French schoolchildren still read the fables of La Fontaine. One of his most famous is the “Ant and the Grasshopper,” which drives home the moral that the ant’s busy industry is rewarded with comfort and a full larder, while the grasshopper, who sits on a blade of grass singing to the sun, cannot provide for himself in the cold winter months.
Productivity is one of the great buzzwords of 2016. In fact, I would rank it in importance with “organizational change,” leadership,” and my most favorite cliché, “innovation.”
With the ant and grasshopper in mind, I would like to provide what I hope will be a humorous list of the 5 habits of highly unproductive proposal professionals. They are the true grasshoppers of our profession, and they should be honored accordingly.
• #1: Follow the 20/80 rule. They say that only 20 percent of what you do every day produces an astonishingly 80 percent of your total results. If this is true, there is a terrible imbalance. Eliminate the many things that really matter in your proposal workday and focus on spending 80 percent of your time producing 20 percent of your results.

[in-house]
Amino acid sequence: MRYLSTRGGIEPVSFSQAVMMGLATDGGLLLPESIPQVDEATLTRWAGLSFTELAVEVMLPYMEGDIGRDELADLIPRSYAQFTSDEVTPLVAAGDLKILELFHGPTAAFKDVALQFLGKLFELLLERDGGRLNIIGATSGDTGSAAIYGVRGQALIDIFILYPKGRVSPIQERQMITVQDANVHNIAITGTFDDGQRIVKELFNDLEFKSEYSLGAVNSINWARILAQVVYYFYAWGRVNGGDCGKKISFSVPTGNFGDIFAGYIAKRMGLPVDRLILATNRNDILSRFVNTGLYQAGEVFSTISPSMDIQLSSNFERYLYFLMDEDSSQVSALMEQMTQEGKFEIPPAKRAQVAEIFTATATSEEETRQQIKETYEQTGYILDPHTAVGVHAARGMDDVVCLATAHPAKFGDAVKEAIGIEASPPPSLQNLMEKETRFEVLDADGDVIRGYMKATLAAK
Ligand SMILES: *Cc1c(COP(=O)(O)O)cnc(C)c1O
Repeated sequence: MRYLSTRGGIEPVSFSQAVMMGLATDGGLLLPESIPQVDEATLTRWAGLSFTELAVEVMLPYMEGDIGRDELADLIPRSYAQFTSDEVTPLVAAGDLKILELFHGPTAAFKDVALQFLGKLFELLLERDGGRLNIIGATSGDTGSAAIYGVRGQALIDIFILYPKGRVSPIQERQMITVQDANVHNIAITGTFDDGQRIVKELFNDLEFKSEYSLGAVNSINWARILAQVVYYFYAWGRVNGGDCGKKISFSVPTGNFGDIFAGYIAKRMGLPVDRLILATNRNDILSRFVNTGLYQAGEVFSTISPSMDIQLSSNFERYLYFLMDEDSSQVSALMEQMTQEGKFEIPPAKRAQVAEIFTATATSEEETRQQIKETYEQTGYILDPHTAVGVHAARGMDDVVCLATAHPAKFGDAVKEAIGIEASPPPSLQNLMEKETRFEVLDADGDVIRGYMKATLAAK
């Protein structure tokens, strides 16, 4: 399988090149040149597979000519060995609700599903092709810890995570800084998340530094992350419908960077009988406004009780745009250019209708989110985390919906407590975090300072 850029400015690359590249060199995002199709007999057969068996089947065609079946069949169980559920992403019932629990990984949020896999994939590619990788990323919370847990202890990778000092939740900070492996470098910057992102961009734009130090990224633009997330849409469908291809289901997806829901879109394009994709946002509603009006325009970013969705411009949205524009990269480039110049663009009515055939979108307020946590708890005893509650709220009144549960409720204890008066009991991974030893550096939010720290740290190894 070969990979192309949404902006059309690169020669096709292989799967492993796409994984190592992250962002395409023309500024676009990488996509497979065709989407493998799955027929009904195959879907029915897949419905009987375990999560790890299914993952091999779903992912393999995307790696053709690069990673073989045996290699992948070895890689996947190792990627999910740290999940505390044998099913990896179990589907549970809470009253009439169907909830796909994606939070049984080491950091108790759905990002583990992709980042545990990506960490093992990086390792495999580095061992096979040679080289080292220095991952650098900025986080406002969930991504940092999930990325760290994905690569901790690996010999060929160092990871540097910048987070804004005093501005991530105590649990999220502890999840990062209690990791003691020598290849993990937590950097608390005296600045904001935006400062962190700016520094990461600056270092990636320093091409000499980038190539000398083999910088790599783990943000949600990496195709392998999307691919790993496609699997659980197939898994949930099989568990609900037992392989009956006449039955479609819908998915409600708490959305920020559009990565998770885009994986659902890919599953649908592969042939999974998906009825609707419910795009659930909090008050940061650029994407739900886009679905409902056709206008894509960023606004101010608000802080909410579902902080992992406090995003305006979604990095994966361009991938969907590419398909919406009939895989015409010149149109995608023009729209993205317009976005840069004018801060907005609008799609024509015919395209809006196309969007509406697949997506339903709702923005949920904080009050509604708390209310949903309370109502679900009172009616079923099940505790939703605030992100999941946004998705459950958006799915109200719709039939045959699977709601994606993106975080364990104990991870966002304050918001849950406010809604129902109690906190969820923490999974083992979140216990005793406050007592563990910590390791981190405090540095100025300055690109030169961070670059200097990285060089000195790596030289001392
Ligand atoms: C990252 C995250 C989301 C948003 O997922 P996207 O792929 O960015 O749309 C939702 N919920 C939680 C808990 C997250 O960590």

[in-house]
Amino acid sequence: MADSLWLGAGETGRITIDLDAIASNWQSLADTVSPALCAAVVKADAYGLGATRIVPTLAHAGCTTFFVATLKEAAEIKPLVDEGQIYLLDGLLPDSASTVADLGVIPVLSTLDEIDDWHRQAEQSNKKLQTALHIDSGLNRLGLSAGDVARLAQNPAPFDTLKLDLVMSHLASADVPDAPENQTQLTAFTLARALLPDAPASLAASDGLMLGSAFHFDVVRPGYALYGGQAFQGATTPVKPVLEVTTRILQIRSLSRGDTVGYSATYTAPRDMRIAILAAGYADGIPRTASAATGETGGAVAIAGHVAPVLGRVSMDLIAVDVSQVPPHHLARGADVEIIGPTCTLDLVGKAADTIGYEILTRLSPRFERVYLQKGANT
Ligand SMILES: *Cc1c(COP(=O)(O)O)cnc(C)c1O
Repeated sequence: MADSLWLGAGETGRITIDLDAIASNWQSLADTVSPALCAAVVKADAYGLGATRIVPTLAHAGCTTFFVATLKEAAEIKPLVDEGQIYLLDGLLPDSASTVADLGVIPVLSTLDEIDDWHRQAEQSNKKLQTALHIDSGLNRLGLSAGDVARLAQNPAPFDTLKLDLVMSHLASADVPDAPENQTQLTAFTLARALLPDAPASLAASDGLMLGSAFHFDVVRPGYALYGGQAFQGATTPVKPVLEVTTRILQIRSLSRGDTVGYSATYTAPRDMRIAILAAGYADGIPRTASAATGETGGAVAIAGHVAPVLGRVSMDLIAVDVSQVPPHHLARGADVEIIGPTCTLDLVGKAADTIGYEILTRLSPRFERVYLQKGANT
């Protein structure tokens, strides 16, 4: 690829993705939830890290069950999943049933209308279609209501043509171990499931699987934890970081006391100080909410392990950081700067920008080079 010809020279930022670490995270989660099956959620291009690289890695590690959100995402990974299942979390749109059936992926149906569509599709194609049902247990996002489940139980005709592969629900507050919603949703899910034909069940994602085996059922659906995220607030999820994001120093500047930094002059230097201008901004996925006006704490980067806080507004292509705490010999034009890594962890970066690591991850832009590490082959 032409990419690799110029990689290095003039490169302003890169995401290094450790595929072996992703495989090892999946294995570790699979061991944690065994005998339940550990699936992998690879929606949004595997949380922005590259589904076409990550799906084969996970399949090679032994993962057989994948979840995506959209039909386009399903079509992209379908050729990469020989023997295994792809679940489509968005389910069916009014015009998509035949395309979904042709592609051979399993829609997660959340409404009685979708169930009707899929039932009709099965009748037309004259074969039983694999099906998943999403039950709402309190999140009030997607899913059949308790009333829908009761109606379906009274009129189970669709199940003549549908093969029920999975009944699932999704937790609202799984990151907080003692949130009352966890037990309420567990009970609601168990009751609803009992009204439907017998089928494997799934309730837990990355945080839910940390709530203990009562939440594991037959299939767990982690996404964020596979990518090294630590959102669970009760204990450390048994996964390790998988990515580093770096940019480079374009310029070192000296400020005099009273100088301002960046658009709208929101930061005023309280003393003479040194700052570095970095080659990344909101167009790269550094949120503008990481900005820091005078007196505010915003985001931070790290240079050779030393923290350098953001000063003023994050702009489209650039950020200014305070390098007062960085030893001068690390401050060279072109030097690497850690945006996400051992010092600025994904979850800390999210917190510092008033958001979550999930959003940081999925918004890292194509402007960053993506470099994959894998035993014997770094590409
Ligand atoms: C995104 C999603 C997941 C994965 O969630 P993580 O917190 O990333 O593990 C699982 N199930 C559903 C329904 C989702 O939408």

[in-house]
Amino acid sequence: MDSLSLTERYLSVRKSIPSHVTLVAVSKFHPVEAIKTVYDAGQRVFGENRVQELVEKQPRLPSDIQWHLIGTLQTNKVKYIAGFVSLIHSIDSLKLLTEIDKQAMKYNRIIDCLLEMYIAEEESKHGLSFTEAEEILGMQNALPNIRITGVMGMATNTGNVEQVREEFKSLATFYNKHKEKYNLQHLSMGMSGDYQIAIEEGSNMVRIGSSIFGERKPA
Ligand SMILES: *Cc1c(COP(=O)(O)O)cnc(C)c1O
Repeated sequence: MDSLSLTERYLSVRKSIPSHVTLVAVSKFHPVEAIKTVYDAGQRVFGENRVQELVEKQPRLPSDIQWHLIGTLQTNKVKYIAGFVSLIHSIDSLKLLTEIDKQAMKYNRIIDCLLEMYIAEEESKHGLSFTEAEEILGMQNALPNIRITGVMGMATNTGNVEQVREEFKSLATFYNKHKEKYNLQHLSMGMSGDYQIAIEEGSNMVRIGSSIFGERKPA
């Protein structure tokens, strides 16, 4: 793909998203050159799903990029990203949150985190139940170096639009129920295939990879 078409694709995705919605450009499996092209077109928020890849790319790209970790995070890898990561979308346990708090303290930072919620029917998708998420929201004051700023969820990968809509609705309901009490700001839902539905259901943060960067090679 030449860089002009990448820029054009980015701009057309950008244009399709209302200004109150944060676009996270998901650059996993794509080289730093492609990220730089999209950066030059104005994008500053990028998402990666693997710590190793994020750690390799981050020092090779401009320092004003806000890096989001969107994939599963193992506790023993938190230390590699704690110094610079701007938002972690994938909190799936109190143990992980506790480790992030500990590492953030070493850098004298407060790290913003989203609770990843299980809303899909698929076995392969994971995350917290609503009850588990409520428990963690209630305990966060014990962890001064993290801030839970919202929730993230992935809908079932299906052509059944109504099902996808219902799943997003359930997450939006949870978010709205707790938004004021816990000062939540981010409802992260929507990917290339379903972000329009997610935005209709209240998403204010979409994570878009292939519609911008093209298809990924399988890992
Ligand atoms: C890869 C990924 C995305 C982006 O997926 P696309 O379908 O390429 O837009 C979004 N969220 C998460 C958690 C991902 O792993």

• #2: Significantly increase your to-do list. Don’t take a less-is-more approach to doing a proposal. Instead, embrace the opposite – extend your to-do list to at least 30 tasks a day and you will be surprised at how few of them you actually accomplish.
• #3: Use your morning – and afternoon – to focus on yourself. Teamwork is overrated and productivity is hard to measure. Begin early in the day to focus on yourself (a good breakfast, a good workout, answering personal emails, paying overdue bills, eBay, the Home Shopping Network) and continue unabated throughout the day.
• #4: Excel in multitasking. Anyone can do one simple task at a time well. Instead, try doing 10 important tasks at once. You will be pleasantly surprised and how ineffective and inefficient you can quickly become.
• #5: Stop invidiously contrasting productivity with laziness. While we all know that laziness is probably the #1 contributor to low productivity, let’s admit it: the grasshopper was right. It is far more enjoyable to be lazy than to be productive, as long as you can craftily mask the consequences. Hint: frequent meetings, the development and constant revision of Integrated Management Schedules, and never-ending email correspondence with ample cc: are great ways to avoid doing real work on proposals.
I am confident that you can add other items to this list, probably from your own deep experience as a proposal professional. At this time of the year, let’s make America more productive again.